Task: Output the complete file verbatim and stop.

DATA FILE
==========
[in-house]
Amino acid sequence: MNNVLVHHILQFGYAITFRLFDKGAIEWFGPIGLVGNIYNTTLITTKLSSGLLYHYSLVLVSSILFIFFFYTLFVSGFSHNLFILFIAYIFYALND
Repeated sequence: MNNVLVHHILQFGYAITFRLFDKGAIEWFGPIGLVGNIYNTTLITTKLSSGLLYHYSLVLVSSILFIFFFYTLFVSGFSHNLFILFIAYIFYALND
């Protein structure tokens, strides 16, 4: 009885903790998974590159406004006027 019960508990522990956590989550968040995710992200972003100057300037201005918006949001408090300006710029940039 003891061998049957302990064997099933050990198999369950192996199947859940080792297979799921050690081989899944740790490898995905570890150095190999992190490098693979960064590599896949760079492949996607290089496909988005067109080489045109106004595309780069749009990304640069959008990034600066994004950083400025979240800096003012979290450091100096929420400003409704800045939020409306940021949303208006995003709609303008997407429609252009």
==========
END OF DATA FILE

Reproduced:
[in-house]
Amino acid sequence: MNNVLVHHILQFGYAITFRLFDKGAIEWFGPIGLVGNIYNTTLITTKLSSGLLYHYSLVLVSSILFIFFFYTLFVSGFSHNLFILFIAYIFYALND
Repeated sequence: MNNVLVHHILQFGYAITFRLFDKGAIEWFGPIGLVGNIYNTTLITTKLSSGLLYHYSLVLVSSILFIFFFYTLFVSGFSHNLFILFIAYIFYALND
């Protein structure tokens, strides 16, 4: 009885903790998974590159406004006027 019960508990522990956590989550968040995710992200972003100057300037201005918006949001408090300006710029940039 003891061998049957302990064997099933050990198999369950192996199947859940080792297979799921050690081989899944740790490898995905570890150095190999992190490098693979960064590599896949760079492949996607290089496909988005067109080489045109106004595309780069749009990304640069959008990034600066994004950083400025979240800096003012979290450091100096929420400003409704800045939020409306940021949303208006995003709609303008997407429609252009």